Nigeria has more enslaved people than any country in Sub-Saharan Africa, the Global Slavery Index 2016, released on Tuesday, has revealed.
The survey, conducted in 167 countries across the world by anti-modern slavery organisation, Walk Free Foundation, revealed that there are 875,500 people living in slavery in Nigeria.
The survey said of the 45.8 million people living in slavery in the world, 13.6 percent (6,228,800) are in Africa.
The Democratic Republic of Congo (873,100 people) and Ethiopia (411,600 people) have the second and third largest numbers of people living in slavery sub-Saharan Africa respectively.
According to the survey, slavery in Nigeria takes the form of forced labour in the domestic sector. Forced marriages also account for the second highest form of slavery in the country, the report revealed.
The report revealed that conflict, economic crisis and environmental disaster are the major enablers of modern slavery in Sub-Saharan Africa.
For instance, the survey showed that the Boko Haram conflict in the country’s north east led to an increase of people living in slavery in Nigeria and other neighbouring countries like Chad and Cameroon.
The Islamist group has kidnapped thousands of people in the north east region most of them women and children who they use as sex slaves and put to forced labour.
“Modern slavery in the Sub-Sahara was enabled by economic conditions, violent conflict and territorial displacement, in addition to widespread humanitarian and environmental crises,” the report said.
“The escalation of violence in Nigeria following the Boko Haram conflict has had widespread effects on Nigeria and across the region, particularly in Cameroon where refugees fleeing conflict have sparked a humanitarian crisis.
“As of February 2016, 2.5 million people were displaced as a result of the conflict and 20,000 people have been killed. Conflict is also prevalent in Chad and Cameroon, where Boko Haram is also active in creating violent conflicts, and in recruiting young entrepreneurs through predatory loans.”
The report, which has been described as the most accurate up-to-date analysis of slavery in history, was arrived at after 42,000 interviews conducted in 53 languages, covering 44% of global population.
It revealed that there are 28 percent (10 million) more people in slavery across the world than previously estimated. Modern slavery, it noted, takes the form of human trafficking, forced labour, debt bondage, forced or servile marriage or commercial sexual exploitation.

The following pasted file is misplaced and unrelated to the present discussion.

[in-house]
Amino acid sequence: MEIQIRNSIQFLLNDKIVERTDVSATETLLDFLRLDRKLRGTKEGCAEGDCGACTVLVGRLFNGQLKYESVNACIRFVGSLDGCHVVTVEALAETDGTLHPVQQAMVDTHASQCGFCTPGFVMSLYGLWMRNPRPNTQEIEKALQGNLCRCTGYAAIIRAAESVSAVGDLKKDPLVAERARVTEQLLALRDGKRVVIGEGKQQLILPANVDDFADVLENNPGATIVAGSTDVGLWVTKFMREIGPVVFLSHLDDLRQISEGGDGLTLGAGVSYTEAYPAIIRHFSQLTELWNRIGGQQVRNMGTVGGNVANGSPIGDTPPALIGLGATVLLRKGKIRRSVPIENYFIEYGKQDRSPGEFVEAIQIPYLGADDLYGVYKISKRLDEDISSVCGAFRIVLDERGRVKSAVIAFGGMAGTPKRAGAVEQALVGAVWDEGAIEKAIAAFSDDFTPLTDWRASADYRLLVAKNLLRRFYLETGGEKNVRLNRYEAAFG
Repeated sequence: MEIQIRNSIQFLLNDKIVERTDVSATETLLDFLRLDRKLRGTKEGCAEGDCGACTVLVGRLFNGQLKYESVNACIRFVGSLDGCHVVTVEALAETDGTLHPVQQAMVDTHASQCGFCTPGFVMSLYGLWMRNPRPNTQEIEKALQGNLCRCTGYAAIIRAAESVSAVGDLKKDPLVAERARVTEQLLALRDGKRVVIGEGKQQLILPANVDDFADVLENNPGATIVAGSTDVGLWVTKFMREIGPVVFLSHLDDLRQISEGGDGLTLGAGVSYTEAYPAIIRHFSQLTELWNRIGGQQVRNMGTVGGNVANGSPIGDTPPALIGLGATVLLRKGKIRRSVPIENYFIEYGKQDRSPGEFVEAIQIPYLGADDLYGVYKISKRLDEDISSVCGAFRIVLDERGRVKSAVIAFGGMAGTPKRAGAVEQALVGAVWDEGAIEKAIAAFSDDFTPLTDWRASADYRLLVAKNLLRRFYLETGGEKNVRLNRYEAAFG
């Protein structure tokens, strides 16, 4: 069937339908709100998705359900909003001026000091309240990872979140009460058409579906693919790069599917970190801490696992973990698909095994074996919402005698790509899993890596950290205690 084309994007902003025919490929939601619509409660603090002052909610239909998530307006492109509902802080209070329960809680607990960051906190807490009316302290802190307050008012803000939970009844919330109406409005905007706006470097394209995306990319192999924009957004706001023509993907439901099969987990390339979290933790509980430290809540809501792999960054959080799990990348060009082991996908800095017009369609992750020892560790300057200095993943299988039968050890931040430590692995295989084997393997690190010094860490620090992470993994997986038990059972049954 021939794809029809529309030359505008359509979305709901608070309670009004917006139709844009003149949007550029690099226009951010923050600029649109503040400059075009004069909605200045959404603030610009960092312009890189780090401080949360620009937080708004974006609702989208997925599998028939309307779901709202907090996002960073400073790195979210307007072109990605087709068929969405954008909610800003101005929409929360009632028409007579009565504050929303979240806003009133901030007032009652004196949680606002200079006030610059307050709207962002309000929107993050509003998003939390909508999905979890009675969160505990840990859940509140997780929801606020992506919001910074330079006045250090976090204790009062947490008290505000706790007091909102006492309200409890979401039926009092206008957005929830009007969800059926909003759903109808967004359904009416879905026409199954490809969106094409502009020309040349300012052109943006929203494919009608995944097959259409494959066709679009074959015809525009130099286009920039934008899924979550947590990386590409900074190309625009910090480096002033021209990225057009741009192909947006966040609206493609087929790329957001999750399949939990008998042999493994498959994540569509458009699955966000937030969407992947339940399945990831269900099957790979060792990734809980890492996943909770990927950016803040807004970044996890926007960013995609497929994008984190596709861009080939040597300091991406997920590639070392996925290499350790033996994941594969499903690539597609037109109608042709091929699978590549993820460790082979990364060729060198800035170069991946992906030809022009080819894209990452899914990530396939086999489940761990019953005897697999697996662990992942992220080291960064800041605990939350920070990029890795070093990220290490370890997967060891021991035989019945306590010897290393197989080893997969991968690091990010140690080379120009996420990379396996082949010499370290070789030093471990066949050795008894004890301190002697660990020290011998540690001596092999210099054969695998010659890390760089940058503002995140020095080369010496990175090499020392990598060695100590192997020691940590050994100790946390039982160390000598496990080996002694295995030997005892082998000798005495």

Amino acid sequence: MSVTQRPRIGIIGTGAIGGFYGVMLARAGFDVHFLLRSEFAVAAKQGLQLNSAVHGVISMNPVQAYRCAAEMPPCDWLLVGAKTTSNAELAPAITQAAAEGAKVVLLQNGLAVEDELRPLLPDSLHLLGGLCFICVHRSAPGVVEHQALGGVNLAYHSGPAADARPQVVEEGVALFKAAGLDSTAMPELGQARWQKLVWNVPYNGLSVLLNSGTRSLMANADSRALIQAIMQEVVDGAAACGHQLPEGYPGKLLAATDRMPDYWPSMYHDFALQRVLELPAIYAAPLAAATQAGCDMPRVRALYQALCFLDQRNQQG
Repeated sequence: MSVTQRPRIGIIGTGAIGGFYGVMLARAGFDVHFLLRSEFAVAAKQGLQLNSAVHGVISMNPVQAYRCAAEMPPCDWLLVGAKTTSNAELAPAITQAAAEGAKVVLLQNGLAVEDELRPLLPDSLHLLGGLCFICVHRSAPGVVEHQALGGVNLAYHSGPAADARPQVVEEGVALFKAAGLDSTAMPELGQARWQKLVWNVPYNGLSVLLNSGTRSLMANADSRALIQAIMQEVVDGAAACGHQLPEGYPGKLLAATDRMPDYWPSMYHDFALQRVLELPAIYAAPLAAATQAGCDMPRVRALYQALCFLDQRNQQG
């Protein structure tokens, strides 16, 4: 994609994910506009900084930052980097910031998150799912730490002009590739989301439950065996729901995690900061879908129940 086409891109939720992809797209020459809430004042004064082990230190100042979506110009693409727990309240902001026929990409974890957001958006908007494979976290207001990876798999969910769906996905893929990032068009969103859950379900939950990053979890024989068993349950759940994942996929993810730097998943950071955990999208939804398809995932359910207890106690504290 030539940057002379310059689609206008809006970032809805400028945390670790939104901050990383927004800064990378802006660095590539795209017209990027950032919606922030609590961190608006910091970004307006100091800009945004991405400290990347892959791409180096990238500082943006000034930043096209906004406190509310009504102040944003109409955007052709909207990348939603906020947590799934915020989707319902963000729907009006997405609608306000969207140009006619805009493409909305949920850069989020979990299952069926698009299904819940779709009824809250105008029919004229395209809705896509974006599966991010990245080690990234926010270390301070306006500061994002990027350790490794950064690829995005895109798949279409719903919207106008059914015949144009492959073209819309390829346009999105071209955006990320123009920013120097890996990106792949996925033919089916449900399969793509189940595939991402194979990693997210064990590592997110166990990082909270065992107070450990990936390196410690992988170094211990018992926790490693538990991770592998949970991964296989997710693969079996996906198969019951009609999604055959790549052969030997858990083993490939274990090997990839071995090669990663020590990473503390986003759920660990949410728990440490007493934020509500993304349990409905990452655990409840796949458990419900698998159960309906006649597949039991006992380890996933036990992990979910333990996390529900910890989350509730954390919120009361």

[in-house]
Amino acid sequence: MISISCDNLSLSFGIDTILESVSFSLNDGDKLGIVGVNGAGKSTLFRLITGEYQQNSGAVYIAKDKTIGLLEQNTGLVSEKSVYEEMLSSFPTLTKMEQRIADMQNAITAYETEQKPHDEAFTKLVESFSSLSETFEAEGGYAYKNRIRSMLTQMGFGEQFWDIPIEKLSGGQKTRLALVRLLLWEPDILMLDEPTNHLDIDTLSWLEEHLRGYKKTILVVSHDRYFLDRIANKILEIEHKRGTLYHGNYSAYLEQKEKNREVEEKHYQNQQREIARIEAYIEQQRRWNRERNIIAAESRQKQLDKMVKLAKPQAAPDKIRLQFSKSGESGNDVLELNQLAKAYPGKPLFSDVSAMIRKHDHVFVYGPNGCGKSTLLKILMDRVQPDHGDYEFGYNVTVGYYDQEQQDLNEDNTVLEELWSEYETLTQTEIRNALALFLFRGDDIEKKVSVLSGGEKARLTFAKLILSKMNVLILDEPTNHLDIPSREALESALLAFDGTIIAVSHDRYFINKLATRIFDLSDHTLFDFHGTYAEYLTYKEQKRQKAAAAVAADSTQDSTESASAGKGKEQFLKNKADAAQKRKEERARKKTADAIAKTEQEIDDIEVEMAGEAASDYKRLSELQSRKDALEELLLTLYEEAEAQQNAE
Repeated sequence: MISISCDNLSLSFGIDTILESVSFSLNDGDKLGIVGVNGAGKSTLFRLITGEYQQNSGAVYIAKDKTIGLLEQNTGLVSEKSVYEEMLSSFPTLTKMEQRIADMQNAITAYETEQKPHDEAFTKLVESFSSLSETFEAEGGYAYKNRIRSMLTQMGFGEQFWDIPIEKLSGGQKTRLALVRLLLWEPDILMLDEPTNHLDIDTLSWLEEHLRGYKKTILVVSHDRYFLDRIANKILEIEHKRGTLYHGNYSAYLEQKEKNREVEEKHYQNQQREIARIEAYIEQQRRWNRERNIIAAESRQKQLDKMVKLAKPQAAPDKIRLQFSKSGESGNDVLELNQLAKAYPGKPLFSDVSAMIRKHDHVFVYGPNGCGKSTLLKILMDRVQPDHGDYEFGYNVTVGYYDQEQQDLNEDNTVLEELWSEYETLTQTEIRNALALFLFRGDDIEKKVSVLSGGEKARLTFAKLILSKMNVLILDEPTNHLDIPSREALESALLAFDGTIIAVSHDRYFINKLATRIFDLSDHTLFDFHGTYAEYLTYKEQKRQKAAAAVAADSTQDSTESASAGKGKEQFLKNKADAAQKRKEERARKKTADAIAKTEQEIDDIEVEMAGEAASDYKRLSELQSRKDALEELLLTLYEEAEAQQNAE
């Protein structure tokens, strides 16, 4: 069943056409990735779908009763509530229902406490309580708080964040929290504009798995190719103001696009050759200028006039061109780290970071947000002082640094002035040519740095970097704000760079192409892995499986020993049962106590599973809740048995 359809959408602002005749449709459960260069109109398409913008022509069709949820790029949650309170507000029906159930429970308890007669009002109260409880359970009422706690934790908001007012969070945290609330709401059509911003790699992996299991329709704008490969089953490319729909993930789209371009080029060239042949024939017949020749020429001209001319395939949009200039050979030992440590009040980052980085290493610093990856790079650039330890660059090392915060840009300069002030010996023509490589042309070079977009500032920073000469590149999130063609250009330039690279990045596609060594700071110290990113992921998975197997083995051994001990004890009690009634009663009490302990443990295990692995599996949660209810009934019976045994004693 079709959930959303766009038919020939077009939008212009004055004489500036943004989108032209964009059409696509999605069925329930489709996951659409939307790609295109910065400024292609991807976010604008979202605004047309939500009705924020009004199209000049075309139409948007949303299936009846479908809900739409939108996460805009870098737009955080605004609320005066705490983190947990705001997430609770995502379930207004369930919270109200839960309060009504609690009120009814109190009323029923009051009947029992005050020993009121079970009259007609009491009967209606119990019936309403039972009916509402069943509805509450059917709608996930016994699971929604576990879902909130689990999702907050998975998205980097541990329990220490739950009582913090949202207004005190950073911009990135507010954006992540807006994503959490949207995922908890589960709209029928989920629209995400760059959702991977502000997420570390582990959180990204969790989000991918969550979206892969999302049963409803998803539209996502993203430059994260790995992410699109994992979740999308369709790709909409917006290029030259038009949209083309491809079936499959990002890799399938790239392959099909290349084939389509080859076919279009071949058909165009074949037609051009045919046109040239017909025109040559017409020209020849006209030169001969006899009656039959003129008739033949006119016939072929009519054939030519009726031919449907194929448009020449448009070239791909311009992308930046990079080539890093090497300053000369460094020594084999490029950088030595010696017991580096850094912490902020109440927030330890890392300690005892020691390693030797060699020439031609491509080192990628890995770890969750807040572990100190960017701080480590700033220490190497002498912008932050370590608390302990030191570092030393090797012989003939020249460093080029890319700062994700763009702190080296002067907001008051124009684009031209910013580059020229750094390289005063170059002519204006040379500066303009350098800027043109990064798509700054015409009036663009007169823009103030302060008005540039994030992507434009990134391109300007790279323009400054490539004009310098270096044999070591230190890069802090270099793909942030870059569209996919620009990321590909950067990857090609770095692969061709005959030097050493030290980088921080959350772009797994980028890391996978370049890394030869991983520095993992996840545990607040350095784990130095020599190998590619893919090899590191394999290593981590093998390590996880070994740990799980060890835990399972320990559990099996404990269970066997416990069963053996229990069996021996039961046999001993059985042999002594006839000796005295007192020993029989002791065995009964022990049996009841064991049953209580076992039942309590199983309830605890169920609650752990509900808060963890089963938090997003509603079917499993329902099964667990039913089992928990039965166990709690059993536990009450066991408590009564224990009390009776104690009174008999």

Globally, North Korea is the country with the “greatest prevalence of modern slavery, with 4.37% of its population estimated to be enslaved. It is also the country with the weakest government response in terms of actions taken to combat modern slavery,” the report showed.
In terms of absolute numbers, the report discovered that India has the highest with an estimated 18.35 million enslaved people, followed by China (3.39m), Pakistan (2.13m), Bangladesh (1.53m) and Uzbekistan (1.23m).
Combined, these five countries account for almost 58% of the world’s enslaved, or 26.6 million people.
Walk Free Foundation described the response of governments in Sub-Sahara Africa to modern slavery in their domains as “inadequate”. It said that reports on actions taken by governments to combat modern slavery do not exist.
“Government responses to modern slavery in Sub-Saharan Africa were characterised by inadequate victim protection and a lack of coordination between government agencies and NGO bodies.
“Reliable data on the steps taken by the government to combat modern slavery was unavailable.
“Despite 33 of the 45 countries in Sub-Saharan Africa running campaigns against known modern slavery risks since 2010, few have raised awareness on methods to identify victims.
“The only country to make this an annual practice was Burundi, whose Children and Ethics Brigade ran anti-trafficking awareness programmes from at least 2011 to 2014. While 28 countries provided a mechanism to report modern slavery, less than half covered all demographics and even fewer had evidence of translation services. Comprehensive reporting mechanisms were only provided in South Africa and Lesotho.”